Treating Myofunctional Disorders: A Multiple-Baseline Study of a New Treatment Using Electropalatography Purpose This study assessed the benefit of using electropalatography (EPG) in treatment aimed at habilitating individuals with nonspeech orofacial myofunctional disorders (NSOMD). Method The study used a multiple-baseline design across 3 female participants who were referred for an evaluation and possible treatment of their NSOMD. Treatment sessions were ... Clinical Focus
Clinical Focus  |   November 01, 2014
Treating Myofunctional Disorders: A Multiple-Baseline Study of a New Treatment Using Electropalatography
 
Author Affiliations & Notes
  • Alana Mantie-Kozlowski
    Missouri State University, Springfield
  • Kevin Pitt
    Missouri State University, Springfield
  • Disclosure: The authors have declared that no competing interests existed at the time of publication.
    Disclosure: The authors have declared that no competing interests existed at the time of publication.×
  • Correspondence to Alana Mantie-Kozlowski: alanamantiekozlowski@missouristate.edu
  • Editor: Krista Wilkinson
    Editor: Krista Wilkinson×
  • Associate Editor: Julie Barkmeier-Kraemer
    Associate Editor: Julie Barkmeier-Kraemer×
Article Information
Swallowing, Dysphagia & Feeding Disorders / Special Populations / Speech, Voice & Prosody / Clinical Focus
Clinical Focus   |   November 01, 2014
Treating Myofunctional Disorders: A Multiple-Baseline Study of a New Treatment Using Electropalatography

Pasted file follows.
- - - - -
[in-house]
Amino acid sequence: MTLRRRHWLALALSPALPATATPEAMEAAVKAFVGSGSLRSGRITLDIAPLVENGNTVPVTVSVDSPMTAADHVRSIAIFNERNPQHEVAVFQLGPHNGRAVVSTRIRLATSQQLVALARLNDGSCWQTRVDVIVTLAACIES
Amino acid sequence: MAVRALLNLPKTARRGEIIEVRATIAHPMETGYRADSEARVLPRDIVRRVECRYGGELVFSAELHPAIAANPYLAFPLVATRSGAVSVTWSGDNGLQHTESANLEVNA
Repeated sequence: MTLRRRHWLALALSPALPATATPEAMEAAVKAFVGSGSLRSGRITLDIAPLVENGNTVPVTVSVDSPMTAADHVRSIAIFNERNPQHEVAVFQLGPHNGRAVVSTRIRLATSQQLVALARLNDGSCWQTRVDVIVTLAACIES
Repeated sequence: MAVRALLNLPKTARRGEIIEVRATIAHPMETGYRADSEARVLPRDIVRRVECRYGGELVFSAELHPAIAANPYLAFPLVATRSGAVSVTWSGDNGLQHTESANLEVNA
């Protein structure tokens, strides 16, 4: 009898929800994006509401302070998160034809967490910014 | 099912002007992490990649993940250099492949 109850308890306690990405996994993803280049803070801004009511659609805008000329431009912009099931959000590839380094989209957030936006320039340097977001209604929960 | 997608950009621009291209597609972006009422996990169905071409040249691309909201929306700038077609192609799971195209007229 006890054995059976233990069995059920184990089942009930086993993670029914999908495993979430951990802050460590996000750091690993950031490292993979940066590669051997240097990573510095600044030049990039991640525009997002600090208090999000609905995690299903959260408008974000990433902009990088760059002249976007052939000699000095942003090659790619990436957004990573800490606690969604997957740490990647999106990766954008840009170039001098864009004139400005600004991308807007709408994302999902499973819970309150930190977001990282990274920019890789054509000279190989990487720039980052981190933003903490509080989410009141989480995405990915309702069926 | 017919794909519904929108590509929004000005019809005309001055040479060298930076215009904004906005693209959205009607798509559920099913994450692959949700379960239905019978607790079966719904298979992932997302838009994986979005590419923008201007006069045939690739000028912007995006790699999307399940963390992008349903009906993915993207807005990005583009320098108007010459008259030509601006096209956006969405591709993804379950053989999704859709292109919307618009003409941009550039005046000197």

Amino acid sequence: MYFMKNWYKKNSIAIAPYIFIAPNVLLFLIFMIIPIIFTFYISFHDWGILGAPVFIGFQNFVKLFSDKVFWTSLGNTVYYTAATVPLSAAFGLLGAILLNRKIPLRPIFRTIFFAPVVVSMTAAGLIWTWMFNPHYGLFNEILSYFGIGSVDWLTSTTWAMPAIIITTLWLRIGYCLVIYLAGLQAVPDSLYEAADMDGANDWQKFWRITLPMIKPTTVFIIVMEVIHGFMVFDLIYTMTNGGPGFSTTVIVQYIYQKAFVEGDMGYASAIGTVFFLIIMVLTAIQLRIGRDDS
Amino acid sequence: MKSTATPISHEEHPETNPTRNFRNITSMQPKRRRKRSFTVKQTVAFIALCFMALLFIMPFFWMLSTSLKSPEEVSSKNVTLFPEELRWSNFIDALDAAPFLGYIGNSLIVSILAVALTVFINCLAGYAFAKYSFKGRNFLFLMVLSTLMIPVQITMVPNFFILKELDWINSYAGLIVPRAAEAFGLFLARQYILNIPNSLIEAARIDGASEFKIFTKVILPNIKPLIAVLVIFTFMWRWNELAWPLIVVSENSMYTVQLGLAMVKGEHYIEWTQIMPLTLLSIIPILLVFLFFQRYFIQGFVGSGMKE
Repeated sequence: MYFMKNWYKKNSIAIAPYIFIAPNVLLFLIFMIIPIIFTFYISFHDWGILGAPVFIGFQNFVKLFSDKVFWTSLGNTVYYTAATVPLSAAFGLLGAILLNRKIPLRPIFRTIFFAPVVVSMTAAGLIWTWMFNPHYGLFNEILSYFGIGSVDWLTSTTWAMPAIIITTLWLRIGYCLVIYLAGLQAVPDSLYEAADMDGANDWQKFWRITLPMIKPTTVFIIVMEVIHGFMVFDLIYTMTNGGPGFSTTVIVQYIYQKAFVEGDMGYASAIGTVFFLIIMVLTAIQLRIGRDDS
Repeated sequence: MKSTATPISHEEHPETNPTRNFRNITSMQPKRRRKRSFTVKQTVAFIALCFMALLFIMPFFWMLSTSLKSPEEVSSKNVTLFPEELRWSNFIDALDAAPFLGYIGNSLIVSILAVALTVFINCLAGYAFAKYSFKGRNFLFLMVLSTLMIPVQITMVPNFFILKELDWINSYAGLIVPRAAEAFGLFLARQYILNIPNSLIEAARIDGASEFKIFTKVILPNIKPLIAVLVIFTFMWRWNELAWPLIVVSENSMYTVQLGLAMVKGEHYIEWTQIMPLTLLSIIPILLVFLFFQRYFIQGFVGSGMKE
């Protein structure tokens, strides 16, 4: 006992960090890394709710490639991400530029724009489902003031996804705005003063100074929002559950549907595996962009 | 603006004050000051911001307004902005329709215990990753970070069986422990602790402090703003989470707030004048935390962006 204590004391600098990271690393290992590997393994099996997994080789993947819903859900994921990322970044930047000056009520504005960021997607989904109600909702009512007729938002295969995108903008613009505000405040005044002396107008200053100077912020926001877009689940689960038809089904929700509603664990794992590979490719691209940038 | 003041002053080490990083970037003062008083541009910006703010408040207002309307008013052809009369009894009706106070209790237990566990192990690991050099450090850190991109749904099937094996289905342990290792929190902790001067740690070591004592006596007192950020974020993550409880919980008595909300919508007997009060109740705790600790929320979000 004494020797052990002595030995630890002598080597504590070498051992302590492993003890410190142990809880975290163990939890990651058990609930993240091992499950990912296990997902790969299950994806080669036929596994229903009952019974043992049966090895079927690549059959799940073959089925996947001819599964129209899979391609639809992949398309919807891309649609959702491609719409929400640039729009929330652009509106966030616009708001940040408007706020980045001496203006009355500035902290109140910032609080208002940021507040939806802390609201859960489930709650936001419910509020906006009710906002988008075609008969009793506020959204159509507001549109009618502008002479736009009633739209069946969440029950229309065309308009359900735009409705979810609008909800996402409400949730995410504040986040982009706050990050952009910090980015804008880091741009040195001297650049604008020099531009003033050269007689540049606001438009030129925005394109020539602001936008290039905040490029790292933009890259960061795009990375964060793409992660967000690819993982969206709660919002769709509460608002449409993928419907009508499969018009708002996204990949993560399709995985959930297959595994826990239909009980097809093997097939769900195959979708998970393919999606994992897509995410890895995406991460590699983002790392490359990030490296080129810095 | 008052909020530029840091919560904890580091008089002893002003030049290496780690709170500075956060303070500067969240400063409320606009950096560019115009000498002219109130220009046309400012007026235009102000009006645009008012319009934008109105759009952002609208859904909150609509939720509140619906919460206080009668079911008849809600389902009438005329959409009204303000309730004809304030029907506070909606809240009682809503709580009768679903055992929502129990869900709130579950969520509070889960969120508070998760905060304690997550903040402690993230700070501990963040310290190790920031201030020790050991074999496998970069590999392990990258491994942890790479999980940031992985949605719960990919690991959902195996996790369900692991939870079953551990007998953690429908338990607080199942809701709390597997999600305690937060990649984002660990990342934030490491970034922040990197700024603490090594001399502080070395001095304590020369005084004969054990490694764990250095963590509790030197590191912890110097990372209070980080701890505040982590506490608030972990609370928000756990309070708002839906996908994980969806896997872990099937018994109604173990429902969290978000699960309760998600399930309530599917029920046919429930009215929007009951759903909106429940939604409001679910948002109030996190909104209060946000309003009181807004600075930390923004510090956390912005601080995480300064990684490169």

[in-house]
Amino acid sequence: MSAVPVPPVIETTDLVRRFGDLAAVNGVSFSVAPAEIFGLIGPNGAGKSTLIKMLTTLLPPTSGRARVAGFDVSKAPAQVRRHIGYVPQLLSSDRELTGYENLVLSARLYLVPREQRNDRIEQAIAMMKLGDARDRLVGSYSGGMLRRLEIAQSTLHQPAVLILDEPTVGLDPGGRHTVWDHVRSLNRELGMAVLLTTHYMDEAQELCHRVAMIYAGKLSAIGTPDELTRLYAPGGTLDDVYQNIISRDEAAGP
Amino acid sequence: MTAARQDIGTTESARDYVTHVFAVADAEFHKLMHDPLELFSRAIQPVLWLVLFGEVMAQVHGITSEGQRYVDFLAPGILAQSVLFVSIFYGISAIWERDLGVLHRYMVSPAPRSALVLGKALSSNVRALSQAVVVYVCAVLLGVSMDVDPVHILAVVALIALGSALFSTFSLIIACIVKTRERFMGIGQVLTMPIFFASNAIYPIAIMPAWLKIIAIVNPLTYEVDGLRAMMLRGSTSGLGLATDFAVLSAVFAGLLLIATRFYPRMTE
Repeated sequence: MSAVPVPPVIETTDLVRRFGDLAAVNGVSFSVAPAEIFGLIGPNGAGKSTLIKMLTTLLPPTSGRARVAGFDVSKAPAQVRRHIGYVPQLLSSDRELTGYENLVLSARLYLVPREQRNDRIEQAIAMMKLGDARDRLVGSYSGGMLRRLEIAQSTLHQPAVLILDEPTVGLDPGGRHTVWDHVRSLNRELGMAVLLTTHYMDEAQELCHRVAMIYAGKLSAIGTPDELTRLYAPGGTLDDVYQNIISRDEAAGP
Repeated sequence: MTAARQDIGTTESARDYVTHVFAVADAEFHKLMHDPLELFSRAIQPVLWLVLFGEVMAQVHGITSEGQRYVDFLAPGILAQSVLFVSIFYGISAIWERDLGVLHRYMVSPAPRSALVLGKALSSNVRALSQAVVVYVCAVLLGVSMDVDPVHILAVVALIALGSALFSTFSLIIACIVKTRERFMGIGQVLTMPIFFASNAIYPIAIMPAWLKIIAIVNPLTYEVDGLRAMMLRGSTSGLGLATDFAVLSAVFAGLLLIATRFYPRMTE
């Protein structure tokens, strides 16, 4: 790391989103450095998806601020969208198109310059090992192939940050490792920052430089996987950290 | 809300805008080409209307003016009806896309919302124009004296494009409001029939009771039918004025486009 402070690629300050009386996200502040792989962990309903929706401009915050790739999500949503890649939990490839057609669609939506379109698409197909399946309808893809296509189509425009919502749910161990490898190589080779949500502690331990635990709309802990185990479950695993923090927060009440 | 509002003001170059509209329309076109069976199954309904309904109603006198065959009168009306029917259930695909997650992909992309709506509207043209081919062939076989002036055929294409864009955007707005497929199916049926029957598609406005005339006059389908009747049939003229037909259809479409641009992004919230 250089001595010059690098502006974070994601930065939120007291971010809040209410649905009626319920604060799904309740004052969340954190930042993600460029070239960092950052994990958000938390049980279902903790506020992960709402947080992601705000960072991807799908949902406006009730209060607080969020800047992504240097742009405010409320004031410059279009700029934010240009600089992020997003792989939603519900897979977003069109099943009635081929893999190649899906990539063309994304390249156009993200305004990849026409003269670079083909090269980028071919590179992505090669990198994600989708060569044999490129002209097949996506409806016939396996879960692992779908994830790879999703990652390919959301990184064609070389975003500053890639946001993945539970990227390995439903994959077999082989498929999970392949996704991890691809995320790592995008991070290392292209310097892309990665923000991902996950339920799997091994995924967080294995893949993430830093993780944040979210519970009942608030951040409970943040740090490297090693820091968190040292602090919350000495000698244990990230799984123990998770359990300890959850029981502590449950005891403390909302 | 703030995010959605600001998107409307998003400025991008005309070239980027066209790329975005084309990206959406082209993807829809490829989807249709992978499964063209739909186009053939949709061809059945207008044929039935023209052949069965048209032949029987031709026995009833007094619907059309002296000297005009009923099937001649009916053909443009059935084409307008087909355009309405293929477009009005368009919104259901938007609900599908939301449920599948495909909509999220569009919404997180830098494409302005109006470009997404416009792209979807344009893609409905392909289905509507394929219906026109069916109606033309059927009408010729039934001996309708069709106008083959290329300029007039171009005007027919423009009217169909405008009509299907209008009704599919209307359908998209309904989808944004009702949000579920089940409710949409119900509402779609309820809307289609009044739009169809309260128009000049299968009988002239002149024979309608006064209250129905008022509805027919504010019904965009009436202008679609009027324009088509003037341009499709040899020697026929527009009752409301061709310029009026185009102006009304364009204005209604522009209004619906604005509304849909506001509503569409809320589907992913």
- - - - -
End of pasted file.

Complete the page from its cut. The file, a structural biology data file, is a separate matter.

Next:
American Journal of Speech-Language Pathology, November 2014, Vol. 23, 520-529. doi:10.1044/2014_AJSLP-14-0001
History: Received January 2, 2014 , Revised April 21, 2014 , Accepted August 15, 2014
 
American Journal of Speech-Language Pathology, November 2014, Vol. 23, 520-529. doi:10.1044/2014_AJSLP-14-0001
History: Received January 2, 2014; Revised April 21, 2014; Accepted August 15, 2014

Purpose This study assessed the benefit of using electropalatography (EPG) in treatment aimed at habilitating individuals with nonspeech orofacial myofunctional disorders (NSOMD).

Method The study used a multiple-baseline design across 3 female participants who were referred for an evaluation and possible treatment of their NSOMD. Treatment sessions were 30 min and provided twice weekly. Participant 1 received 8 treatments, Participant 2 received 6 treatments, and Participant 3 received 4 treatments. The patterns of sensor activation produced when participants' tongues made contact with the electropalate during saliva swallows were compared with the patterns of age-matched peers. Individualized goals were developed on the basis of these comparisons.

Results Treatment was generally effective for the established goals. Of the 3 participants, 2 met all their goals, and the 3rd participant made gains across 1 of 2 goals. Participants continued to perform above baseline levels for most targeted goals during testing 5–8 weeks posttreatment.

Conclusion When used in skilled treatment, EPG has potential as a means of habilitating NSOMD. It may serve as a valuable tool, providing the clinician and client with information that allows for individualized treatment planning.

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